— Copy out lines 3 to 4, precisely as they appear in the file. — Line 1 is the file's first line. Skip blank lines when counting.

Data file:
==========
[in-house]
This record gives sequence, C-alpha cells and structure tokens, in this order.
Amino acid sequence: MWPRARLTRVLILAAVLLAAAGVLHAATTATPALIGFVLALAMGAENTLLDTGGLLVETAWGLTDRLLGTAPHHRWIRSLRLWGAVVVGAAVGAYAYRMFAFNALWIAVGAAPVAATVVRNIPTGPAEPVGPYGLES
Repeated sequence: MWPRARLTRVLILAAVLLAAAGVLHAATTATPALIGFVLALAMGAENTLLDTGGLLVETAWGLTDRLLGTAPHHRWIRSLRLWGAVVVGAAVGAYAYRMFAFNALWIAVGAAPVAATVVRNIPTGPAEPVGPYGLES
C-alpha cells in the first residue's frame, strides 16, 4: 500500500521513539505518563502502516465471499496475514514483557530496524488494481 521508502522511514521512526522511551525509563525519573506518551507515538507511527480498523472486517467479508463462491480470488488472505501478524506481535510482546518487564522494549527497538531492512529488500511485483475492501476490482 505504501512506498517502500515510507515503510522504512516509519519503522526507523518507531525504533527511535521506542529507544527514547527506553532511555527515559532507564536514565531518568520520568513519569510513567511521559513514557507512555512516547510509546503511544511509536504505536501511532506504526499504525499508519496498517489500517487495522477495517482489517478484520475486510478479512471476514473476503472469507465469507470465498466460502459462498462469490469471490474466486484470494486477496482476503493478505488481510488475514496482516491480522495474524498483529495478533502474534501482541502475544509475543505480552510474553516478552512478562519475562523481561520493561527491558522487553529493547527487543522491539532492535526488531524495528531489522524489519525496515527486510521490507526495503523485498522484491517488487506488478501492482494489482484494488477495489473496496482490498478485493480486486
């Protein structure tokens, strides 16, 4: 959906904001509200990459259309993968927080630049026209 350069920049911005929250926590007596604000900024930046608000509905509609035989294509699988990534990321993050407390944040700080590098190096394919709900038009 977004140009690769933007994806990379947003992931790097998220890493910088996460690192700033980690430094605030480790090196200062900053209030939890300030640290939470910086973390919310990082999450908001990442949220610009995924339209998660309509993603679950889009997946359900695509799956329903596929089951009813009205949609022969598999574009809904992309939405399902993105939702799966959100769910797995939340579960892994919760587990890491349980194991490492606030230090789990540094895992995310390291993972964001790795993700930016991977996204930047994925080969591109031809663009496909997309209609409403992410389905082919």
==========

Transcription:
Amino acid sequence: MWPRARLTRVLILAAVLLAAAGVLHAATTATPALIGFVLALAMGAENTLLDTGGLLVETAWGLTDRLLGTAPHHRWIRSLRLWGAVVVGAAVGAYAYRMFAFNALWIAVGAAPVAATVVRNIPTGPAEPVGPYGLES
Repeated sequence: MWPRARLTRVLILAAVLLAAAGVLHAATTATPALIGFVLALAMGAENTLLDTGGLLVETAWGLTDRLLGTAPHHRWIRSLRLWGAVVVGAAVGAYAYRMFAFNALWIAVGAAPVAATVVRNIPTGPAEPVGPYGLES